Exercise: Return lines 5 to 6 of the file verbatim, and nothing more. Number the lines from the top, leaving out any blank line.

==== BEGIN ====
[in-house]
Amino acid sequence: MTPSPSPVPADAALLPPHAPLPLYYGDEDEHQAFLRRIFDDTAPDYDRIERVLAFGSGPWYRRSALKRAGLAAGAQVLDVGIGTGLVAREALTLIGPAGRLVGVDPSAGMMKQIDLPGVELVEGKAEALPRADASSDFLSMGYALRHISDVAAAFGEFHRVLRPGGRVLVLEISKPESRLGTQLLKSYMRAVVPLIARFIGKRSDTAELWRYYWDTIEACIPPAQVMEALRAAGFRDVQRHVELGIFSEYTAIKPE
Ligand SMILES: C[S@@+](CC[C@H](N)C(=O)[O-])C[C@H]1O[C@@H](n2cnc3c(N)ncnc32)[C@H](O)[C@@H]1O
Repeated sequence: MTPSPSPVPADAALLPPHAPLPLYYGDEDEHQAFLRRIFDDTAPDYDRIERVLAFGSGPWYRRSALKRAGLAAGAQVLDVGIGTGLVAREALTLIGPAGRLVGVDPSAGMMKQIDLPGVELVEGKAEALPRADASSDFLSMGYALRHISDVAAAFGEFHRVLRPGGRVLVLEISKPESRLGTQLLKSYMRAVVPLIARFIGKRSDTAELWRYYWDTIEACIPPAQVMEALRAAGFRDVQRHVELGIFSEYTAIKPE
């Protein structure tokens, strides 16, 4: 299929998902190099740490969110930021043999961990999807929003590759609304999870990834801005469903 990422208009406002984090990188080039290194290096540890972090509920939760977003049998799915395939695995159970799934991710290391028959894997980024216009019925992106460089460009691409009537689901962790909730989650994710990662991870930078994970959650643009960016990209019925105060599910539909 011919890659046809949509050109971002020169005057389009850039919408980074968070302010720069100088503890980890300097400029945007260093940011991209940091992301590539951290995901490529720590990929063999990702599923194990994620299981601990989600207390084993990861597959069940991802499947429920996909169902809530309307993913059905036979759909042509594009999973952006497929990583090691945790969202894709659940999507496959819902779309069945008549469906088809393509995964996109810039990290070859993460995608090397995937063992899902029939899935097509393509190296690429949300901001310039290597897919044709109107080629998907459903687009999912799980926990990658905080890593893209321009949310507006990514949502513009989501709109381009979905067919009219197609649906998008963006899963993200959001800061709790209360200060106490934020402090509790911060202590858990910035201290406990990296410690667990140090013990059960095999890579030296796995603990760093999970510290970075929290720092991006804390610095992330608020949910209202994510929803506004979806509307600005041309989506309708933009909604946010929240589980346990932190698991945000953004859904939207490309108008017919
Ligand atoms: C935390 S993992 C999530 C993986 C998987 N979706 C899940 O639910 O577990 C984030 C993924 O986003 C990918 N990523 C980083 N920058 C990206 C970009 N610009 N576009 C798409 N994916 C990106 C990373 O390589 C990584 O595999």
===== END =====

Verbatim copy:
């Protein structure tokens, strides 16, 4: 299929998902190099740490969110930021043999961990999807929003590759609304999870990834801005469903 990422208009406002984090990188080039290194290096540890972090509920939760977003049998799915395939695995159970799934991710290391028959894997980024216009019925992106460089460009691409009537689901962790909730989650994710990662991870930078994970959650643009960016990209019925105060599910539909 011919890659046809949509050109971002020169005057389009850039919408980074968070302010720069100088503890980890300097400029945007260093940011991209940091992301590539951290995901490529720590990929063999990702599923194990994620299981601990989600207390084993990861597959069940991802499947429920996909169902809530309307993913059905036979759909042509594009999973952006497929990583090691945790969202894709659940999507496959819902779309069945008549469906088809393509995964996109810039990290070859993460995608090397995937063992899902029939899935097509393509190296690429949300901001310039290597897919044709109107080629998907459903687009999912799980926990990658905080890593893209321009949310507006990514949502513009989501709109381009979905067919009219197609649906998008963006899963993200959001800061709790209360200060106490934020402090509790911060202590858990910035201290406990990296410690667990140090013990059960095999890579030296796995603990760093999970510290970075929290720092991006804390610095992330608020949910209202994510929803506004979806509307600005041309989506309708933009909604946010929240589980346990932190698991945000953004859904939207490309108008017919
Ligand atoms: C935390 S993992 C999530 C993986 C998987 N979706 C899940 O639910 O577990 C984030 C993924 O986003 C990918 N990523 C980083 N920058 C990206 C970009 N610009 N576009 C798409 N994916 C990106 C990373 O390589 C990584 O595999």